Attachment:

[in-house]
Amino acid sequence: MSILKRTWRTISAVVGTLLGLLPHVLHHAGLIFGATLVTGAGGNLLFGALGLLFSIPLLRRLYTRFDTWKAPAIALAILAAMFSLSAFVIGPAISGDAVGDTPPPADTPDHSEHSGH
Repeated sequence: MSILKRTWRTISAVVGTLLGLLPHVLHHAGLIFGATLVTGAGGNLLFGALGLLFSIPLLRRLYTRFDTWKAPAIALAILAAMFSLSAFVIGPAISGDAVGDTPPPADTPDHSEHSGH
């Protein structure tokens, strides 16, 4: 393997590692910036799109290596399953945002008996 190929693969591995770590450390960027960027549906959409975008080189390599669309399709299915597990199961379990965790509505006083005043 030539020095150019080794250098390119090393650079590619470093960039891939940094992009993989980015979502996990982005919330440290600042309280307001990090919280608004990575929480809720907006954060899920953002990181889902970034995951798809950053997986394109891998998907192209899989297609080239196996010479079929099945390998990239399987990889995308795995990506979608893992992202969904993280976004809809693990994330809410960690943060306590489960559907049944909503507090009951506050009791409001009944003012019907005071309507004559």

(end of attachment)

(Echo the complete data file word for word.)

[in-house]
Amino acid sequence: MSILKRTWRTISAVVGTLLGLLPHVLHHAGLIFGATLVTGAGGNLLFGALGLLFSIPLLRRLYTRFDTWKAPAIALAILAAMFSLSAFVIGPAISGDAVGDTPPPADTPDHSEHSGH
Repeated sequence: MSILKRTWRTISAVVGTLLGLLPHVLHHAGLIFGATLVTGAGGNLLFGALGLLFSIPLLRRLYTRFDTWKAPAIALAILAAMFSLSAFVIGPAISGDAVGDTPPPADTPDHSEHSGH
């Protein structure tokens, strides 16, 4: 393997590692910036799109290596399953945002008996 190929693969591995770590450390960027960027549906959409975008080189390599669309399709299915597990199961379990965790509505006083005043 030539020095150019080794250098390119090393650079590619470093960039891939940094992009993989980015979502996990982005919330440290600042309280307001990090919280608004990575929480809720907006954060899920953002990181889902970034995951798809950053997986394109891998998907192209899989297609080239196996010479079929099945390998990239399987990889995308795995990506979608893992992202969904993280976004809809693990994330809410960690943060306590489960559907049944909503507090009951506050009791409001009944003012019907005071309507004559």